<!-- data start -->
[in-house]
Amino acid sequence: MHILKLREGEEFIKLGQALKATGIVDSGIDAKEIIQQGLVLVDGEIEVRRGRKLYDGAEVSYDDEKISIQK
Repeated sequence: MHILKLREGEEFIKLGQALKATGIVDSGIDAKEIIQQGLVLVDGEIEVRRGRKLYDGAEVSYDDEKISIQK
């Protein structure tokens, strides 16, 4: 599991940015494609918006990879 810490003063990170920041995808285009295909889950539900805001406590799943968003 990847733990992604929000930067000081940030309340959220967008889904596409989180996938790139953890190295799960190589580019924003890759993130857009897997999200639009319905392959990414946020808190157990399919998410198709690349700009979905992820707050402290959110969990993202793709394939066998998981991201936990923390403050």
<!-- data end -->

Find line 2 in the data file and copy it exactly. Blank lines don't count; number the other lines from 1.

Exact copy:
Amino acid sequence: MHILKLREGEEFIKLGQALKATGIVDSGIDAKEIIQQGLVLVDGEIEVRRGRKLYDGAEVSYDDEKISIQK